The controls are something to boast about. This is as close as you can get to a game pad without actually having one. A very forgiving virtual D-Pad sits invisible behind Vandal, who is situated on the bottom left corner of the screen. Slide your finger in the direction you'd like him to move -- up for forward -- and slide farther to make him run. Your right thumb acts as a virtual second thumbstick that allows you to pan the camera simultaneously as you move simply by dragging around in the space next to Vandal.
Attacking is simple and intuitive: Tap the screen once to draw your weapon and tap it again to fire, panning the screen with your thumb to aim the crosshairs. A quick tilt of the iPhone or iPad will switch to the equipped weapon's secondary function. Tapping the stasis meter on the back of Vandal's suit will drastically slow down both enemies and interactive environment pieces.
Close-quarters combat is done by swiping: swipe upward or diagonally with the on-screen indicator to slash your saw and swipe downwards to stomp. Vandal's health meter, as in "Dead Space" and "Dead Space 2," is situated on the glowing spine of his suit and along with his stasis meter regenerates over time. The player will also make use of Vandal's kinesis ability, tapping on an object in the environment with the kinesis symbol, aiming, and tapping the screen to throw.
The game menu is hidden except for a "rig" symbol in the upper right-hand corner. Tapping it makes your weapon inventory appear in that same corner; the menu appears on the left with the battery meter for your phone, and a navigation symbol sits in the bottom left. Tap this and a line is temporarily drawn in front of you, directing you to your next objective.
I'd like to remark that the game would fit well on the PSP with its sharp graphics, but the goal here seems to be the touch screen. By developing for the iOS, EA has brought a new experience to both the series but to the iPhone/iPad, as well. "Dead Space" is not only the first console-identical survival horror game on the devices; it also breaks the boundaries of what we know mobile "app games" to be. "Dead Space" was designed for the iOS, and takes full advantage of the hardware. I wouldn't be surprised to see a 3DS or NGP (a.k.a. PSP2) version in the future, as those systems would provide the combination of touch controls and high quality graphics current handhelds currently cannot.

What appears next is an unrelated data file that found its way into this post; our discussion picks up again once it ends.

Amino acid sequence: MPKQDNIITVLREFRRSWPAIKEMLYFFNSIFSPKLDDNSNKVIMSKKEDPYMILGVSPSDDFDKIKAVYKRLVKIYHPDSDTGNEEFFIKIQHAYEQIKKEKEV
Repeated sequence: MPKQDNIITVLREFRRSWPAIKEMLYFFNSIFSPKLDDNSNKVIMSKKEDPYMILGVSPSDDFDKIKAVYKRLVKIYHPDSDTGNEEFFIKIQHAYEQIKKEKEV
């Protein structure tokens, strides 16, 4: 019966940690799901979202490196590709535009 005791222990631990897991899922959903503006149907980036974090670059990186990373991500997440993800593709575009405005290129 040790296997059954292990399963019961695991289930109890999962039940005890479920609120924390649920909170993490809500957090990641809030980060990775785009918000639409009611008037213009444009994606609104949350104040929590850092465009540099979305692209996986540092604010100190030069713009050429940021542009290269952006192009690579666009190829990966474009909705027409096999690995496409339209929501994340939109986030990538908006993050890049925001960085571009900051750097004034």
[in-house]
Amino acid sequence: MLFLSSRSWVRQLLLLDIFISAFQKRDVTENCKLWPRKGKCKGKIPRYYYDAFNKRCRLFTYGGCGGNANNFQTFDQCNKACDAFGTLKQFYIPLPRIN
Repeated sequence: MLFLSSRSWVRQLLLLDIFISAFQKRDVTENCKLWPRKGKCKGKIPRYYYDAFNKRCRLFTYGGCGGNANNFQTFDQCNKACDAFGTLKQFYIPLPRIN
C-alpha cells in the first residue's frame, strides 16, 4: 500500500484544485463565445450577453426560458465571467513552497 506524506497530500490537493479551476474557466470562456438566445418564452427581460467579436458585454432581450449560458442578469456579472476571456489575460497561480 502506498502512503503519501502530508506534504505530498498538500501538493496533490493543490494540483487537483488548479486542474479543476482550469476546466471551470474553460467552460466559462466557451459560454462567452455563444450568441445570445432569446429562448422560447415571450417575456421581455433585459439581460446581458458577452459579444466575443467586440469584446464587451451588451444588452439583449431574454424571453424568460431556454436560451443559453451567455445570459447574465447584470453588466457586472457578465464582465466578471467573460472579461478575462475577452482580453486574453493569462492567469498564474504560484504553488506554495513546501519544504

"Dead Space" on the iOS takes place over 12 short chapters, spanning a three to four hours, but comes with a list of in-game trophies that also unlock wallpapers for your device. Unfortunately, there was no GameCenter compatibility at launch, but that may come in a future update. You are given a chance to register the game with EA, and doing so unlocks two power nodes and another unnamed reward in the "Dead Space 2" console game. As a marketing tool the game is a success: you'll want to play "Dead Space 2" after completing this one. As far as bringing the feeling and expectations of a console game to a smart phone and tablet, EA has done it a little too well and has consequently spoiled us in our expectations of what app games can do.